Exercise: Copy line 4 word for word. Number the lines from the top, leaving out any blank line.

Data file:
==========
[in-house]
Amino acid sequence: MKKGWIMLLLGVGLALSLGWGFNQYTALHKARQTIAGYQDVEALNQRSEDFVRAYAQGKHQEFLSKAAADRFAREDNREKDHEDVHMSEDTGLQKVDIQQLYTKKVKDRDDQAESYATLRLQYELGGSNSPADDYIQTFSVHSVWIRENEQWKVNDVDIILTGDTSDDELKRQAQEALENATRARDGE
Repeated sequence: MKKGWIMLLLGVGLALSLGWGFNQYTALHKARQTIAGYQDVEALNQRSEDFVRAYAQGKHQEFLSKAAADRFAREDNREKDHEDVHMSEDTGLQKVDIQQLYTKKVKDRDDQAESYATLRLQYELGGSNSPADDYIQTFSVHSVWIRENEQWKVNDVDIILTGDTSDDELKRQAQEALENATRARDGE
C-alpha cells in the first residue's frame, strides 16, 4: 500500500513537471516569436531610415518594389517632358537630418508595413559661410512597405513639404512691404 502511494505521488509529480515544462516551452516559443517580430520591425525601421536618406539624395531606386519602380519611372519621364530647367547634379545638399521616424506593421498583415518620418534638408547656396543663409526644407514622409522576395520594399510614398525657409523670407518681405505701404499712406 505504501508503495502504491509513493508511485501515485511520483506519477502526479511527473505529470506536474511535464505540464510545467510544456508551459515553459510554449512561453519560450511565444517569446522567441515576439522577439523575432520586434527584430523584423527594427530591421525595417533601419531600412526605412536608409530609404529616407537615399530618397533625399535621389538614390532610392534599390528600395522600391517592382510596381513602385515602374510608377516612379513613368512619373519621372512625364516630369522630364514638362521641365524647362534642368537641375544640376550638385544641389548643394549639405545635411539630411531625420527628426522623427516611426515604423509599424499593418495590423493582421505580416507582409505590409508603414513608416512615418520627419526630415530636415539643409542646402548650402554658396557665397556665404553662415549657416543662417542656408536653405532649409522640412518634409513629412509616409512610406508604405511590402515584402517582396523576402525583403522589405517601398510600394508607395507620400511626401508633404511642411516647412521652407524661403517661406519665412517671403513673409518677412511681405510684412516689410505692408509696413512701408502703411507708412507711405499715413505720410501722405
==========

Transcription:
C-alpha cells in the first residue's frame, strides 16, 4: 500500500513537471516569436531610415518594389517632358537630418508595413559661410512597405513639404512691404 502511494505521488509529480515544462516551452516559443517580430520591425525601421536618406539624395531606386519602380519611372519621364530647367547634379545638399521616424506593421498583415518620418534638408547656396543663409526644407514622409522576395520594399510614398525657409523670407518681405505701404499712406 505504501508503495502504491509513493508511485501515485511520483506519477502526479511527473505529470506536474511535464505540464510545467510544456508551459515553459510554449512561453519560450511565444517569446522567441515576439522577439523575432520586434527584430523584423527594427530591421525595417533601419531600412526605412536608409530609404529616407537615399530618397533625399535621389538614390532610392534599390528600395522600391517592382510596381513602385515602374510608377516612379513613368512619373519621372512625364516630369522630364514638362521641365524647362534642368537641375544640376550638385544641389548643394549639405545635411539630411531625420527628426522623427516611426515604423509599424499593418495590423493582421505580416507582409505590409508603414513608416512615418520627419526630415530636415539643409542646402548650402554658396557665397556665404553662415549657416543662417542656408536653405532649409522640412518634409513629412509616409512610406508604405511590402515584402517582396523576402525583403522589405517601398510600394508607395507620400511626401508633404511642411516647412521652407524661403517661406519665412517671403513673409518677412511681405510684412516689410505692408509696413512701408502703411507708412507711405499715413505720410501722405